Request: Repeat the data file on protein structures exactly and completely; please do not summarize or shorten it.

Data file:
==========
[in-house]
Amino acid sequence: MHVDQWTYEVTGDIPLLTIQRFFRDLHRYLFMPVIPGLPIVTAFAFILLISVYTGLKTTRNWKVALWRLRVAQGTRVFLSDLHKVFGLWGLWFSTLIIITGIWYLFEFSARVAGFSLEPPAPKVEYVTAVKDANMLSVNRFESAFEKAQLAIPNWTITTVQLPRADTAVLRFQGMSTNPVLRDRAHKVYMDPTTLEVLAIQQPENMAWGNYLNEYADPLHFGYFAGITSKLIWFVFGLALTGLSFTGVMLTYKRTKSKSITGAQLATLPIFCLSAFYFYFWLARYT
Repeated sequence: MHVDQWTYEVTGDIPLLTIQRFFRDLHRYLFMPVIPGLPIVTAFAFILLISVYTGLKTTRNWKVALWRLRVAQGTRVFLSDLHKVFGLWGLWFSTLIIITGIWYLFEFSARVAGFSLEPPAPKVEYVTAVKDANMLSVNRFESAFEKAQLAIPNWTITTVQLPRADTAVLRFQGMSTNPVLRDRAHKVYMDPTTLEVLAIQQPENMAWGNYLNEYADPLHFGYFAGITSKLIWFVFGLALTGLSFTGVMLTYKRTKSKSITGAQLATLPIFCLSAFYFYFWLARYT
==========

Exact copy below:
[in-house]
Amino acid sequence: MHVDQWTYEVTGDIPLLTIQRFFRDLHRYLFMPVIPGLPIVTAFAFILLISVYTGLKTTRNWKVALWRLRVAQGTRVFLSDLHKVFGLWGLWFSTLIIITGIWYLFEFSARVAGFSLEPPAPKVEYVTAVKDANMLSVNRFESAFEKAQLAIPNWTITTVQLPRADTAVLRFQGMSTNPVLRDRAHKVYMDPTTLEVLAIQQPENMAWGNYLNEYADPLHFGYFAGITSKLIWFVFGLALTGLSFTGVMLTYKRTKSKSITGAQLATLPIFCLSAFYFYFWLARYT
Repeated sequence: MHVDQWTYEVTGDIPLLTIQRFFRDLHRYLFMPVIPGLPIVTAFAFILLISVYTGLKTTRNWKVALWRLRVAQGTRVFLSDLHKVFGLWGLWFSTLIIITGIWYLFEFSARVAGFSLEPPAPKVEYVTAVKDANMLSVNRFESAFEKAQLAIPNWTITTVQLPRADTAVLRFQGMSTNPVLRDRAHKVYMDPTTLEVLAIQQPENMAWGNYLNEYADPLHFGYFAGITSKLIWFVFGLALTGLSFTGVMLTYKRTKSKSITGAQLATLPIFCLSAFYFYFWLARYT